George Kennedy stars in this 1970s revenge film as John Kinsdale, a military employee stationed in Naples who uses state-of-the-art (for the time) computer technology to track down the terrorists who killed his family. Local police inspector Dr. Lupo (Raf Vallone) and Kinsdale's commander (Arthur Franz) both try to stop him from taking the law into his own hands. Even his friend MacAllister (John Mills) attempts to reason with him, but nothing can prevent Kinsdale's computer-assisted vendetta from its path of bloody destruction.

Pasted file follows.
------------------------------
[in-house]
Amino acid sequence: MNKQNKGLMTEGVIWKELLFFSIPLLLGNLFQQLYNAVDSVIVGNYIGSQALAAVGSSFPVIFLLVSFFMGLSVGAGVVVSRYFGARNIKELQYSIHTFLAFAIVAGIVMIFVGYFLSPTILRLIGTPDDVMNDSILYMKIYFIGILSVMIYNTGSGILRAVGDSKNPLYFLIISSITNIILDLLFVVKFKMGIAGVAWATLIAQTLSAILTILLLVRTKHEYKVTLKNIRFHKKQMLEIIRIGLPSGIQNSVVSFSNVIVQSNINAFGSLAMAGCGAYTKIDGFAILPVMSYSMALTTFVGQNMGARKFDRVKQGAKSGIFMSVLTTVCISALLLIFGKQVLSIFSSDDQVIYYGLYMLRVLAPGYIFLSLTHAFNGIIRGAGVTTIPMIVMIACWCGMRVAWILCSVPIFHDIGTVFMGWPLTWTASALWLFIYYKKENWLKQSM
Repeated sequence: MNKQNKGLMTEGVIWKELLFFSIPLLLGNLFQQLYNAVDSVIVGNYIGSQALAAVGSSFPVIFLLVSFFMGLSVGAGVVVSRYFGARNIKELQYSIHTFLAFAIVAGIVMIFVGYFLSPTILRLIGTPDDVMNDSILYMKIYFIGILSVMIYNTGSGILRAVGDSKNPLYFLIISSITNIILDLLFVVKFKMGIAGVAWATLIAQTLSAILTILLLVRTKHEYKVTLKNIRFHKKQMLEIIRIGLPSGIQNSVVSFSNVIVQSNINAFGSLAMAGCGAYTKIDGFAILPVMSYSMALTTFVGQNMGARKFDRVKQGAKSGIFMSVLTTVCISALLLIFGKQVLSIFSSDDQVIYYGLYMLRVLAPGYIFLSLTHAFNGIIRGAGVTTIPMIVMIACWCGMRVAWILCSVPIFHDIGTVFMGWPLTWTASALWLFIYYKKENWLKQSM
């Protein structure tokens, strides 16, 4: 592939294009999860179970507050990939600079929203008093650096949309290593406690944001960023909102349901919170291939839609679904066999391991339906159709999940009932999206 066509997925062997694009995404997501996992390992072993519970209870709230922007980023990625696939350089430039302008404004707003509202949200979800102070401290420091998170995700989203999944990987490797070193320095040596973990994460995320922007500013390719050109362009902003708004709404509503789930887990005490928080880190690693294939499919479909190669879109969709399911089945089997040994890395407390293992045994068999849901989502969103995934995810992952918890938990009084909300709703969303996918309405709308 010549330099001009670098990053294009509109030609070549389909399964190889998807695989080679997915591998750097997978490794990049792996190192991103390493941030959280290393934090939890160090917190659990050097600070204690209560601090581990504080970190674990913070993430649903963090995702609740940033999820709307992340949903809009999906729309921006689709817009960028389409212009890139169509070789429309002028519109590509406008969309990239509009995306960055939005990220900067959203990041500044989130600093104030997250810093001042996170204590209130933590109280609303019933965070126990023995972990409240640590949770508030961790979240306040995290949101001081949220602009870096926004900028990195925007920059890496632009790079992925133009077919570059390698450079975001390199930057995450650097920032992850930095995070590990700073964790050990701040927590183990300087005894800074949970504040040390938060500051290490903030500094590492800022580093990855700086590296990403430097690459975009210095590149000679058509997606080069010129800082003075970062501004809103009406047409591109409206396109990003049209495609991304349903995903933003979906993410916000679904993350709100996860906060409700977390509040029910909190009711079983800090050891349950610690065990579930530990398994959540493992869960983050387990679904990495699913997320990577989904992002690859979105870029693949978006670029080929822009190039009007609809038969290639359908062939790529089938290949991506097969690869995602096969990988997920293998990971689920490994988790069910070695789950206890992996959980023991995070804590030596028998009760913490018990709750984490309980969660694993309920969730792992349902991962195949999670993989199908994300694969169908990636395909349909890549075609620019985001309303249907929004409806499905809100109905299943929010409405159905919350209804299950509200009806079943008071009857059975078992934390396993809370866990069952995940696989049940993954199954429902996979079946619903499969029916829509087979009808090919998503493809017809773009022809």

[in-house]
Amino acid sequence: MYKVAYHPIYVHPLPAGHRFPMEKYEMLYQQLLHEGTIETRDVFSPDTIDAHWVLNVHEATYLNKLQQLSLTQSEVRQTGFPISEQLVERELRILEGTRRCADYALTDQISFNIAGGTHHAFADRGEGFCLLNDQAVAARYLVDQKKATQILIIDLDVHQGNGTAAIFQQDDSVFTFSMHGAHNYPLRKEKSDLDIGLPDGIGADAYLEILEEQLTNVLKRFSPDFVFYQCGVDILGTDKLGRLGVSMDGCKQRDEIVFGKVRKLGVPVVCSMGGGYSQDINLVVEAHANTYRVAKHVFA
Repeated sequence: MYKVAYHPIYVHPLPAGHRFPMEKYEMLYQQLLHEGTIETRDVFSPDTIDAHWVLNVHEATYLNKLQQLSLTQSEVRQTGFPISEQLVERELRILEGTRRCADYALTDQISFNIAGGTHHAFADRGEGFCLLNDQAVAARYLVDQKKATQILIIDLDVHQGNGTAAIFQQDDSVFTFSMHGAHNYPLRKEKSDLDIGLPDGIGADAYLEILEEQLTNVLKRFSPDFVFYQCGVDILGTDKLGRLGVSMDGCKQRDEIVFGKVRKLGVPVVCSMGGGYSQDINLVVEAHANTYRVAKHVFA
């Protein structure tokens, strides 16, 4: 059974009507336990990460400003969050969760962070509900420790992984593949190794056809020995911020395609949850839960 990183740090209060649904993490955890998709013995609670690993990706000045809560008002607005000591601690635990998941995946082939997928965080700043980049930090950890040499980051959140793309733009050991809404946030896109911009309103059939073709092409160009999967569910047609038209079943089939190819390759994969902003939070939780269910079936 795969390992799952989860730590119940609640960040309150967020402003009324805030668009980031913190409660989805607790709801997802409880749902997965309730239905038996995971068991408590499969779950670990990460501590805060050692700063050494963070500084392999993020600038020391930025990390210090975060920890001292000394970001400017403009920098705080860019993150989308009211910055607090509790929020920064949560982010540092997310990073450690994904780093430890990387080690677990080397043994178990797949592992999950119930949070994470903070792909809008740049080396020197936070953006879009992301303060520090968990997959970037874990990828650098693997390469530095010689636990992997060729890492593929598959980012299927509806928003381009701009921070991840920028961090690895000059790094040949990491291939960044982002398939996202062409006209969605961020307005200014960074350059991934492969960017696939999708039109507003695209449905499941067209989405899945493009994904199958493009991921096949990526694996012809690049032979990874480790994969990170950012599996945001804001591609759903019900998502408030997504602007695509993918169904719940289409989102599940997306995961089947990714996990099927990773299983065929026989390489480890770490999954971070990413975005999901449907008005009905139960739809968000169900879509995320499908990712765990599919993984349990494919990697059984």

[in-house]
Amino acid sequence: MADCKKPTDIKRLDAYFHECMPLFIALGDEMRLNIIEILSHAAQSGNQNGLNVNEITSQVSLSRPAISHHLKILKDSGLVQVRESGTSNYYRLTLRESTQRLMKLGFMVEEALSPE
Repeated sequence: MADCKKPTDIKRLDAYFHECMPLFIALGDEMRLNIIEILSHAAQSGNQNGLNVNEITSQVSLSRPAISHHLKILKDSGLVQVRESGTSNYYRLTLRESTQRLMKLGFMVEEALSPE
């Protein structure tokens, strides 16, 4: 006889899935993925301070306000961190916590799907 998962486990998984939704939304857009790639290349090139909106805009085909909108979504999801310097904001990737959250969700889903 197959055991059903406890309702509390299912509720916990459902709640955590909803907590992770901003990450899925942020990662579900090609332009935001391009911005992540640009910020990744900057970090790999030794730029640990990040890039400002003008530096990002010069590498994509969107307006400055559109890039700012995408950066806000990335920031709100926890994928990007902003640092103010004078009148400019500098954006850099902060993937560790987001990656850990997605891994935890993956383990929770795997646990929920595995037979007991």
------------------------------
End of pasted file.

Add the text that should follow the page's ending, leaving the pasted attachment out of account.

One of the film's interesting aspects is in the antiquated computer technology Kinsdale employs, such as an early modem that connects into the phone receiver; but the real worthwhile element is the believable performance of veteran actor Kennedy. Mature-white-male-on-a-rampage movies were big at the time, due to the earlier success of films like DEATH WISH and DIRTY HARRY, but Kennedy's performance here is in a whole other league than Eastwood or Bronson: overweight, emotional, and devoid of swagger, he---along with Ennio Morricone's surreal score--makes up for the low-budget ambiance and crude camerawork of this, one of director Edward Dmytryk's last films.
After his family was brutally massacred by a terrorist group, a top computer expert uses his sophisticated machines to track them down and avenge them.